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Paparazzi stake out in Aspen

Charles Agar
pitkin county correspondent

ASPEN”Members of paparazzi are in Aspen again, and they’re willing to pull out all

the stops to get that juicy shot.

Some photographers have been handing out business cards to locals and

tourists, and offer cash rewards for celebrity tips and information.

But it’s not all grins and giggles on the streets of Aspen.

On Monday as the shutter-bugs waited for super-model Heidi Klum to depart

the Amen Ward shop at Galena Street and Hyman Avenue, one photographer got

into an argument with a construction worker. Aspen police officers arrived

to make the peace, but no arrests were made. A day earlier, members of the

paparazzi were thrown out of Bumps Restaurant at Buttermilk after a

complaint was made to local authorities.

Still, Aspen Police Chief Richard Pryor said their presence is not a major

issue for the cops.

“I don’t have the impression that it’s such a big problem here,” Aspen

Police Chief Richard Pryor said.

Said police detective Chris Womack: “The paparazzi have the right to take a

picture as long as they’re not breaking any laws. If they become aggressive

or harassing to the public, we might have to step in.”

But when it comes to getting their picture taken, paparazzi want no part of

it.

One photographer, who would not give his name, said his face “is my

business,” adding that going incognito is essential to flying under the

radar and getting celebrity photos ” pictures that fetch a high price from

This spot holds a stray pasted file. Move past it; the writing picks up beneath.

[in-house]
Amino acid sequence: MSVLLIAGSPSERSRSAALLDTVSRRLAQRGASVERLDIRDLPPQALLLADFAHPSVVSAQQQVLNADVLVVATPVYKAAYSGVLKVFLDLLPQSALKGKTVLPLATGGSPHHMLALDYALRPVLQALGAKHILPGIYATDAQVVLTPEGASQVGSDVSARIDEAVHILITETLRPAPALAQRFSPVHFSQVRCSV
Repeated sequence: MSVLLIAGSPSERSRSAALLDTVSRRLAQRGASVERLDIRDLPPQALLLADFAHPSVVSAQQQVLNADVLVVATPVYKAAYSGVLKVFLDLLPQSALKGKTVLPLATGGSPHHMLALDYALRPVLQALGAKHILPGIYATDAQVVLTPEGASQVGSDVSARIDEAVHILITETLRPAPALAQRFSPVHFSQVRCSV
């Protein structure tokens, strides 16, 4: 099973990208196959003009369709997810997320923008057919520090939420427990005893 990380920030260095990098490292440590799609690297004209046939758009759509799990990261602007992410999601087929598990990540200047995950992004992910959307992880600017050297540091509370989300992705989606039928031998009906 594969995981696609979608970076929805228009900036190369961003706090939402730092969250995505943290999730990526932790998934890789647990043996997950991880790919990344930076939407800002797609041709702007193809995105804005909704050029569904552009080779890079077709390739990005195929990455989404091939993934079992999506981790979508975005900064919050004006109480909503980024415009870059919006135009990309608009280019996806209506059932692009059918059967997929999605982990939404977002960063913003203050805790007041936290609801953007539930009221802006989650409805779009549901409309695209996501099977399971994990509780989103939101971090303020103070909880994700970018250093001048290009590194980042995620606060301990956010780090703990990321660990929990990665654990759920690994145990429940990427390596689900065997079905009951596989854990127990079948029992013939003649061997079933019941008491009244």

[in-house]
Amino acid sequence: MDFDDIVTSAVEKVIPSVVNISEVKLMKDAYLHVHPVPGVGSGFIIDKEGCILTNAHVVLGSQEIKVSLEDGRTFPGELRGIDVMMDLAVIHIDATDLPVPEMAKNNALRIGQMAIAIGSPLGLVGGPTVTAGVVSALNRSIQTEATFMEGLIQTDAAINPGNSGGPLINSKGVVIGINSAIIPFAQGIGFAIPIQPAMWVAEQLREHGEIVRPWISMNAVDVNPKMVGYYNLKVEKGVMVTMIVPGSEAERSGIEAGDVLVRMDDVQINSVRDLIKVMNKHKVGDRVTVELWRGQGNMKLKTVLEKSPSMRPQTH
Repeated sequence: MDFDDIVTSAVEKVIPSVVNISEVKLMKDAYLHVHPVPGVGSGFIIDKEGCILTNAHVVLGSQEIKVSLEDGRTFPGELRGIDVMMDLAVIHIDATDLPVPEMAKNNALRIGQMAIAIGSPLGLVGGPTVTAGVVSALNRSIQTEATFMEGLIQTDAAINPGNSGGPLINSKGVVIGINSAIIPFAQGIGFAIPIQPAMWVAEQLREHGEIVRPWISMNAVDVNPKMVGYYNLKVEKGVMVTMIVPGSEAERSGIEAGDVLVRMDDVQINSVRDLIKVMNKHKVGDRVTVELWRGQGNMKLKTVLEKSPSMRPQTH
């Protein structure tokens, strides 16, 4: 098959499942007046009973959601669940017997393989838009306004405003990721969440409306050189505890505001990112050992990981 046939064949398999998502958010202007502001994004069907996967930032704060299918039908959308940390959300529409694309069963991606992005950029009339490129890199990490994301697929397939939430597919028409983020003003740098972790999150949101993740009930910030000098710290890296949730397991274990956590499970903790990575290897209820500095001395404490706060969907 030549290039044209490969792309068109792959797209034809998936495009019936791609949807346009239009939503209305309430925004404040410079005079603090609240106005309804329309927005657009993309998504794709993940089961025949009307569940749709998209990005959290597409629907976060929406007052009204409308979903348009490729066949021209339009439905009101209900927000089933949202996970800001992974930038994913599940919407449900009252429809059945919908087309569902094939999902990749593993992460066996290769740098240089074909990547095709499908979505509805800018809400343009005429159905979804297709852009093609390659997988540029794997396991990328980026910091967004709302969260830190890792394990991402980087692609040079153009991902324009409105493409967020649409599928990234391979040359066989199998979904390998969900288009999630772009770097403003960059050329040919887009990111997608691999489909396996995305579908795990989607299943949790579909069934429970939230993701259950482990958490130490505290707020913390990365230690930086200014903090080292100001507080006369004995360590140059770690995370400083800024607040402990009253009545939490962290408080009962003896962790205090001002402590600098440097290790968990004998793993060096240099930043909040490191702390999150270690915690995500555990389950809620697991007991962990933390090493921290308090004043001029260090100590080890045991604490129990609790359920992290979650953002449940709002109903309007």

magazines and websites.

But Aspen has long been a place where gliterati can come to escape it all.

“Most celebrities here get away with being unnoticed,” said Nicolette Human,

manager of the Boogie’s retail outlet.

Amen Wardy, the owner of the shop bearing his name, agreed.

“They love coming here because it’s not like Beverly Hills,” he said.

Klum recently shopped at Boogie’s without any paparazzi in tow, Human said.

And A-listers such as Jennifer Aniston and Vince Vaughn have eaten at the

diner upstairs without incident, Human said.

Boogie’s employees enforce a strict policy forbidding cameras, as much to

keep competitors from photographing merchandise and displays, but also to

keep out the paparazzi, Human said.

“We just don’t let them in the store,” Human said of paparazzi, but

photographers can stand out front on the sidewalk and snap pictures as they

please.

As long as photographers are not creating a disturbance or harassing people,

they are free to shoot pictures in public. And storeowners have the right to

ask them to leave, Pryor said.

Sometimes celebrity security details contact the police department asking

about Aspen, Pryor said. And Aspen officers give advice and help them get “a

better sense of the town.”

But most celebrities in Aspen can avoid the limelight and keep their

activities very low key, Pryor said.

“I like seeing famous people,” said Sara Bruno, who, along with her husband

Perry, was visiting Aspen from their home in Las Vegas. The two were

surprised by the fuss in front of Amen Wardy on Monday.

“They spend all of their life trying to become famous, and once they become

famous they wear dark glasses,” said Perry Bruno, adding that stars who seek

the spotlight should get used to the attention.

cagar@aspentimes.com.


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